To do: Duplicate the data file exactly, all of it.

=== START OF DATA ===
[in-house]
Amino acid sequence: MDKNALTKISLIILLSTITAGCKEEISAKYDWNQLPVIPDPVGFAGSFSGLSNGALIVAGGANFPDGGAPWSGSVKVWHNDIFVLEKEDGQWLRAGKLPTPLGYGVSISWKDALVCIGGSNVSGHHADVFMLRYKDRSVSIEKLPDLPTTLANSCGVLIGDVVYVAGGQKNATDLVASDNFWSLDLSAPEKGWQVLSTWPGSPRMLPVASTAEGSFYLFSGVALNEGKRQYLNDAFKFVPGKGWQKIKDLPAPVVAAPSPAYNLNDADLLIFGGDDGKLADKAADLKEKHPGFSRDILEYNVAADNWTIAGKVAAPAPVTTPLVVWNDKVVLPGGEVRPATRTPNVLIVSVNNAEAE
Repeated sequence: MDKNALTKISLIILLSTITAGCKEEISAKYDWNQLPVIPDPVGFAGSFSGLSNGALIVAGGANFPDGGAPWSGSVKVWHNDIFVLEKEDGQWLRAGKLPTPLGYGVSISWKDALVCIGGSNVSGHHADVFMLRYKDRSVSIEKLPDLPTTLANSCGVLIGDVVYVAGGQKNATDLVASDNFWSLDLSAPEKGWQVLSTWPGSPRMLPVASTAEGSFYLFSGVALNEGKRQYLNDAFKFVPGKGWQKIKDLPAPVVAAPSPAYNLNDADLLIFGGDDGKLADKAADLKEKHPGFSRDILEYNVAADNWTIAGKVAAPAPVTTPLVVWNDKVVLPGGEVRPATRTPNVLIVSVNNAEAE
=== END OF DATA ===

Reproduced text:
[in-house]
Amino acid sequence: MDKNALTKISLIILLSTITAGCKEEISAKYDWNQLPVIPDPVGFAGSFSGLSNGALIVAGGANFPDGGAPWSGSVKVWHNDIFVLEKEDGQWLRAGKLPTPLGYGVSISWKDALVCIGGSNVSGHHADVFMLRYKDRSVSIEKLPDLPTTLANSCGVLIGDVVYVAGGQKNATDLVASDNFWSLDLSAPEKGWQVLSTWPGSPRMLPVASTAEGSFYLFSGVALNEGKRQYLNDAFKFVPGKGWQKIKDLPAPVVAAPSPAYNLNDADLLIFGGDDGKLADKAADLKEKHPGFSRDILEYNVAADNWTIAGKVAAPAPVTTPLVVWNDKVVLPGGEVRPATRTPNVLIVSVNNAEAE
Repeated sequence: MDKNALTKISLIILLSTITAGCKEEISAKYDWNQLPVIPDPVGFAGSFSGLSNGALIVAGGANFPDGGAPWSGSVKVWHNDIFVLEKEDGQWLRAGKLPTPLGYGVSISWKDALVCIGGSNVSGHHADVFMLRYKDRSVSIEKLPDLPTTLANSCGVLIGDVVYVAGGQKNATDLVASDNFWSLDLSAPEKGWQVLSTWPGSPRMLPVASTAEGSFYLFSGVALNEGKRQYLNDAFKFVPGKGWQKIKDLPAPVVAAPSPAYNLNDADLLIFGGDDGKLADKAADLKEKHPGFSRDILEYNVAADNWTIAGKVAAPAPVTTPLVVWNDKVVLPGGEVRPATRTPNVLIVSVNNAEAE